Enquiry about object: 8888
Superb Tibetan Silver Image of Tsong Khapa
Tibet 18th century
height: 13.7cm, width: 9.8cm, depth: 7cm, weight: 606g
private collection, England.
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This exceptional and rare image shows Tsong Khapa, the founder of the Gelug or Gelugpa order, the most important Buddhist order in Tibet. The image has been fashioned from silver – a precious and expensive metal in Tibet that was used rarely and only for special commissions.
Tsong Khapa here is shown as a monk. He sits cross-legged on a lotus throne with a pearled silver edge. He wears monastic robes with elaborate pleats and folds – they are worn in three parts – a wrap shirt, a skirt wrapped around the waist that reaches to the ankles, and an outer robe, but with the right arm left mostly bare. The figure wears the high, peaked yellow hat with long side flaps (the pandita or pansha) that is typical of the order that he founded. He is shown with an expressive, naturalistic face. The right hand is in the teaching gesture of vyakhyana, while the left rests on his lap.
Two lotus blossoms on long stems rise on his sides. One bloom supports a small sword of wisdom to cut through ignorance. The other supports a book of transcendental wisdom. These are also attributes of Manjushri, the Bodhisattva of Wisdom of whom Tsong Khapa is believed to be an incarnation.
The back of the image is exceptional. It shows an elaborate cross-work of folds and pleats in the outer robes, which beautifully follow the natural contour’s of Tsong Khapa’s body.
The image’s copper baseplate is intact. There are spaces in the rear of the base for the insertion of a backing plate and perhaps other attributes but these are not present.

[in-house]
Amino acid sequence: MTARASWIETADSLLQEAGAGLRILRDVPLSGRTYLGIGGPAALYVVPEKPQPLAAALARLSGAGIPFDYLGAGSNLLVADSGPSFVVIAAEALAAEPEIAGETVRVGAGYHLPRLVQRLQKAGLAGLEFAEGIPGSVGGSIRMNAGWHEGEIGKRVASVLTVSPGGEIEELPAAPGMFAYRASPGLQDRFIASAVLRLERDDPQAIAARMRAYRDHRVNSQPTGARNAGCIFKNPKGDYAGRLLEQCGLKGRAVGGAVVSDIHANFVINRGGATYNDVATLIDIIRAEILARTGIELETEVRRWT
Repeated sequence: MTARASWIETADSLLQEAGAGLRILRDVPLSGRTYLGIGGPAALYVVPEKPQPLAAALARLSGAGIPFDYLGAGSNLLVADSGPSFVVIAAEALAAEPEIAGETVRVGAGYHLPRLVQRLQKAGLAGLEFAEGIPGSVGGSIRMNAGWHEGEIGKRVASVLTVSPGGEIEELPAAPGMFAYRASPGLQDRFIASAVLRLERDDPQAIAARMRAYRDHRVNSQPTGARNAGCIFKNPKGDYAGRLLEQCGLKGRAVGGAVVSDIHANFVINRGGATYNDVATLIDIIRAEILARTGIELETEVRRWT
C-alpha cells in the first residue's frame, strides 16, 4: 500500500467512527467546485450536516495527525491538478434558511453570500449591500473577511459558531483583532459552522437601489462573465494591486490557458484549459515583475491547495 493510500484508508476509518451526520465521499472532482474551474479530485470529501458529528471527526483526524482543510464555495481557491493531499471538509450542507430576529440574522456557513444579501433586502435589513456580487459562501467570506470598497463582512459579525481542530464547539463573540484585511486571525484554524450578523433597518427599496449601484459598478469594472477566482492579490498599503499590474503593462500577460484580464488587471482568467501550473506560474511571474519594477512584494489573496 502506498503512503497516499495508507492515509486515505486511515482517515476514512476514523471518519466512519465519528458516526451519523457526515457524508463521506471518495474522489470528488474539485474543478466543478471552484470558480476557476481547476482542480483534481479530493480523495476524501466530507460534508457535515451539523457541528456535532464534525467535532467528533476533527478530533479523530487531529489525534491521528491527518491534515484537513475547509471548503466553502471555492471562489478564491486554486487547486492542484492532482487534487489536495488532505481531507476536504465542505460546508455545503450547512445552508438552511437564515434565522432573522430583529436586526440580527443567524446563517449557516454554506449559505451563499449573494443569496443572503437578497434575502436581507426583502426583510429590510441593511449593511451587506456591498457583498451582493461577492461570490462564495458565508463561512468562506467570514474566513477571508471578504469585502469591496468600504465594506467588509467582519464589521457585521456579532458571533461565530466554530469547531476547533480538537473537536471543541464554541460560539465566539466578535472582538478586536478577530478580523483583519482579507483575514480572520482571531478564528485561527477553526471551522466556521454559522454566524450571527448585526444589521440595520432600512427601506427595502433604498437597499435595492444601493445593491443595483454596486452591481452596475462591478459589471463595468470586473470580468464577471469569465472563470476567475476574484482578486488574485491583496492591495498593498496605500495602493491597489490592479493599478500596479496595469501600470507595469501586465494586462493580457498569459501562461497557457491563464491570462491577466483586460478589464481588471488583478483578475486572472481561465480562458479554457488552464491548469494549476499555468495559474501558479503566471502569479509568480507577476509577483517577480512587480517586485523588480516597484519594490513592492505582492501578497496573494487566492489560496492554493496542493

Tsong Khapa (1357-1419) was one of the greatest religious figures of Tibet. He came from a nomadic family from Amdo in what was north-eastern Tibet. He was a scholar and an adherent to Buddhism in its more pure form. He founded the Gelug or Gelugpa order (the ‘yellow hat’ sect of Tibetan Buddhism of which the Dalai and Panchem Lamas are adherents.) It is out of this sect that the Dalai Lamas came to rule Tibet essentially as a Tibetan-Buddhist theocracy. Tsong Khapa and his immediate students founded several of Tibet’s most important monasteries.
The image here is unusually fine. It is also unusual to find a high-quality image executed in silver. This is a rare and important image from Tibet.
Berger, P., & T. Tse Bartholomew, Mongolia: The Legacy of Chinggis Khan, Thames & Hudson, 1995.
Konniger, S., (ed.), Masterpieces of Rijksmuseum Volkenkunde, KIT Publishers, 2013.
Lipton, B., & N.D. Ragnubs, Treasures of Tibetan Art: Collections of the Jacques Marchais Museum of Tibetan Art, Oxford University Press, 1996.
Weldon, D., & J. Casey Singer, The Sculptural Heritage of Tibet: Buddhist Art in the Nyingjei Lam Collection, Laurence King/Weatherhill, 1999.